Dissociation takes it to another level, a level where you can work at a simple job without ever really feeling like you're doing something, without ever really doing more than feeling or knowing what you have to do. It turns reality into a sort of script, a movie where you are playing the lead role and the material is very boring. Everything is happening as it normally would, but a sense of doing has been lost and you become disconnected. Is it really very strange? Have you ever noticed the way your attention to driving or other tasks can slip when something else such as a cell phone takes center stage? Have you ever been an athlete and struggled to keep track of the movements and rhythms of your body while under stress? Have you ever been somewhere, or been listening to someone and slowly drifted away into your own thoughts? Have you ever been so caught up in what you're thinking that you started "staring off into space"? Have you ever day dreamed?

Disinvolvement from processes and tasks is one manifestation of dissociation, but it has other more powerful instances of separation. In order to understand why and how we react to pain, it's crucial to understand what the origin of psychological suffering is in the first place. To put it simply, it's caring. Example number three.

Suppose you're my friend and we're walking out of a movie theater, as we walk out someone runs past us and punches someone in the face. It might upset you, moderately, but suppose the scenario is replayed. Suppose the man runs up to us and punches me in the face, and we've been friends for five years. It's going to be even more painful for you. Taking it to an exaggerated level, suppose you're walking out of the movie theater with your mother, and someone runs up and punches her in the face. I would expect it to be horrifying. The difference between each victim is the amount that you know and care for the particular person. You wouldn't feel any pain or fear if you werent attached to the well-being of any of us in some way, but it's basic instinct to have such attachments. I choose to call those life or death attachments survival ethics. Our most basic survival ethic concerns the status of our bodies, whether we are in pain or not. It's easy to see how you would feel threatened if someone were to swing a butcher knife toward your immobilized fingers for example. But a human being's body can become a source of pain, and when that pain is inescapable, one can begin to separate from the body itself. Dissociation strongly affects the relationship of body and mind. For an instance of their separation see example number 4.

At any time if I ask you to take a deep breath and let it out you can, but even if neither one of us has any desire for you to keep breathing, you will. Contrarily even if you wanted to quit, it would be almost impossible. The point here is that although you keep breathing, and although your heart keeps beating, you are by no means aware of it, though you can be.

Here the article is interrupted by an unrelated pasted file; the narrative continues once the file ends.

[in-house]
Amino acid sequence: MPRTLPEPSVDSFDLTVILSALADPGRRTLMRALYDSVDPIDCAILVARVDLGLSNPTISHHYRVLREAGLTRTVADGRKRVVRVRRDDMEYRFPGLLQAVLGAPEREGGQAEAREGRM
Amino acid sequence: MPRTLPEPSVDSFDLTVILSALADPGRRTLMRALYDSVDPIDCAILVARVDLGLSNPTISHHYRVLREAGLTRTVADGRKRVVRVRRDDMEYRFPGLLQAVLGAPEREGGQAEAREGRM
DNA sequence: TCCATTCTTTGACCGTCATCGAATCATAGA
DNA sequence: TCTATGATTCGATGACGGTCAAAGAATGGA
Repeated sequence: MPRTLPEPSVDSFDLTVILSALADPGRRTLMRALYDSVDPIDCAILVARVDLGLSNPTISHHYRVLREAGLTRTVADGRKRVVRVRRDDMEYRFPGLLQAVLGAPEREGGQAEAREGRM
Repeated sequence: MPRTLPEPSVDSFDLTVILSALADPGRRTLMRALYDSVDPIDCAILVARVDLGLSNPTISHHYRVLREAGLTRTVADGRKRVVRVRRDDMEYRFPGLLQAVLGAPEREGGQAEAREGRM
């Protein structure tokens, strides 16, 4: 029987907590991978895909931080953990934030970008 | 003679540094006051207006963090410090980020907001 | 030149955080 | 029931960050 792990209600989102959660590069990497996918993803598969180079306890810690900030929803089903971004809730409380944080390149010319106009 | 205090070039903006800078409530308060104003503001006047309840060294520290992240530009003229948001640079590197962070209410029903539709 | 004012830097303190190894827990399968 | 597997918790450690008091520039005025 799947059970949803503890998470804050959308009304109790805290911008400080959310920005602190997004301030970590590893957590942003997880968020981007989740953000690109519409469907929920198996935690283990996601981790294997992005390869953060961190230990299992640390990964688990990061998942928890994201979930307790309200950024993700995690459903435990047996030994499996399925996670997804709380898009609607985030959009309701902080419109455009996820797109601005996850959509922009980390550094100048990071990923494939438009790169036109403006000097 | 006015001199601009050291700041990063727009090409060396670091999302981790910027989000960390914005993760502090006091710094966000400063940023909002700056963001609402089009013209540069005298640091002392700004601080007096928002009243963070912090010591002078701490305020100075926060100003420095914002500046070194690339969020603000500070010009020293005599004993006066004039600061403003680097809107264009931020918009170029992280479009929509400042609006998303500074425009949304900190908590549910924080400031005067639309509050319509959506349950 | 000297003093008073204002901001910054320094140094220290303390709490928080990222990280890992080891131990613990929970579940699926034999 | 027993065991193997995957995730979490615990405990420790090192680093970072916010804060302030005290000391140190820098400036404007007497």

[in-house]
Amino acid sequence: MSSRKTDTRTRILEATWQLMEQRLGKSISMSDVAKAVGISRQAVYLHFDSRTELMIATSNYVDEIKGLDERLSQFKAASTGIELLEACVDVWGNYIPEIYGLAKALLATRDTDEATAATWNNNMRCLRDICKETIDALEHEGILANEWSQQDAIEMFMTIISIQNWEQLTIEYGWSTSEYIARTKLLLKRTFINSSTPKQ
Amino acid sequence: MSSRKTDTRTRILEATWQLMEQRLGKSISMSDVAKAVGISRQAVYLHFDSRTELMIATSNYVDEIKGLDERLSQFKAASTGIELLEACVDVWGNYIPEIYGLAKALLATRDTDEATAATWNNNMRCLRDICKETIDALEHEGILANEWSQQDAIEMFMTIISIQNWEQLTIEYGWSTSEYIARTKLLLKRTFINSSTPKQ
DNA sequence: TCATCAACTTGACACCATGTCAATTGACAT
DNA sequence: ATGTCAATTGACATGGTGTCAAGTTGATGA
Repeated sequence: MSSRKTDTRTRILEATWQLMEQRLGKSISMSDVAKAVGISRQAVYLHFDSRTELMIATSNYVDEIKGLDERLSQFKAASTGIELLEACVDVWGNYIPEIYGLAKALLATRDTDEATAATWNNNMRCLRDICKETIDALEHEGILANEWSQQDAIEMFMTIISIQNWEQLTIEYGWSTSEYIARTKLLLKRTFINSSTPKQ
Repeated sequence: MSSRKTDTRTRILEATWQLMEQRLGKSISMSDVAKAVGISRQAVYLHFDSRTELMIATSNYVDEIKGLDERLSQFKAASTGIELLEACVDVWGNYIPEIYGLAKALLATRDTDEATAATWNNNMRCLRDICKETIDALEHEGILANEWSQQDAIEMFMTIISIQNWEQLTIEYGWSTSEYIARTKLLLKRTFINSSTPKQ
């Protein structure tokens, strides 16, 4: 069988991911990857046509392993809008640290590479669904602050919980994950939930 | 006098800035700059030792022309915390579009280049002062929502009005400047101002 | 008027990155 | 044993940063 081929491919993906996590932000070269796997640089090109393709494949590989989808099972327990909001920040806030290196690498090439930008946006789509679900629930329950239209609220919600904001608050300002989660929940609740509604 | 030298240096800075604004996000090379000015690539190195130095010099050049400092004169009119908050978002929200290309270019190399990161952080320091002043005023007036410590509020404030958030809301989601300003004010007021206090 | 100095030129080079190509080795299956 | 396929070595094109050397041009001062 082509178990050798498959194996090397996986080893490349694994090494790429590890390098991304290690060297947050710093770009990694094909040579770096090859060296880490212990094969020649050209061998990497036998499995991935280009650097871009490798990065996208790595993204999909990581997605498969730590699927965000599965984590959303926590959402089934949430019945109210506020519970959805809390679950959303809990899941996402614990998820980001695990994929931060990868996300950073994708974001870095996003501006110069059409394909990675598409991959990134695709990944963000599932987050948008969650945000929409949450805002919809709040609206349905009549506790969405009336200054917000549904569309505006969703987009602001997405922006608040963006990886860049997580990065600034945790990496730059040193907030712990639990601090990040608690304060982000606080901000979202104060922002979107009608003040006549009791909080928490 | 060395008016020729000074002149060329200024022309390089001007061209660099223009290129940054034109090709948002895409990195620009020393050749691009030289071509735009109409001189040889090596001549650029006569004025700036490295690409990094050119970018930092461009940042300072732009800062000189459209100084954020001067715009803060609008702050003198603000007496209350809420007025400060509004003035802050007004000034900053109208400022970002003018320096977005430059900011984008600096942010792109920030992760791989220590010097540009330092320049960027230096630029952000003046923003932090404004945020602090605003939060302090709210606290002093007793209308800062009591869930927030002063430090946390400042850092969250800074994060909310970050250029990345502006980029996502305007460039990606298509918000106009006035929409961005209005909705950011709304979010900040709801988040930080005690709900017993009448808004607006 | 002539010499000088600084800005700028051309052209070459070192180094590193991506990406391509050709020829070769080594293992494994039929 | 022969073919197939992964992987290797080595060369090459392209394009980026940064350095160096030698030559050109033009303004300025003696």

In the same way it's possible for people to lose feeling in their bodies, and to even lose the physical integrity survival ethic. Because pain comes from the body, one loses bodily feeling psychologically and to a lesser extent, physically. A person in that state of mind wouldn't be afraid of the butcher knife coming down, but would still feel a muted pain. There are a lot of reasons why people engage in behaviors of self-harm, and one of them is certainly to regain some kind of feeling, even if it is a painful one. Another reason is that losing feeling in your body, and at the same time losing fear of physical harm is a provocative, like an attack. It's as though your body has become your enemy now and it is casually stealing your sense of feeling. Who wouldn't be tempted to hit back with such impunity?

Think if you've ever been in a severe car accident, as you watched it happening around you how did you feel? Do you even remember what happened with any degree of clarity? Did your memory of the experience fade and become vague over time?

I haven't taken one class of psychology, and I've barely researched the topic. You're getting theories, thoughts, and perceptions entirely based on my own empiricism. Empiricism. Experiences.

I have had plenty of them. 2 near fatal car accidents, the bloody death of my pet, sexual, physical, and emotional abuse, at home and at school for periods of years. Domestic violence, bipolar generational legacies, and Post Traumatic Stress Disorder are my sources. I have the deepest sense of compassion for people who have serious mental illnesses, and the deepest respect for those who refuse to make excuses out of them, or excuses for them.

Experiences. We're both human beings, and if you had the same experiences as I have, you would have the same damage.

This is my straight-through unrevised, somewhat poorly structured first draft. I wrote it because it's the best I can do for now. I appreciate your feedback.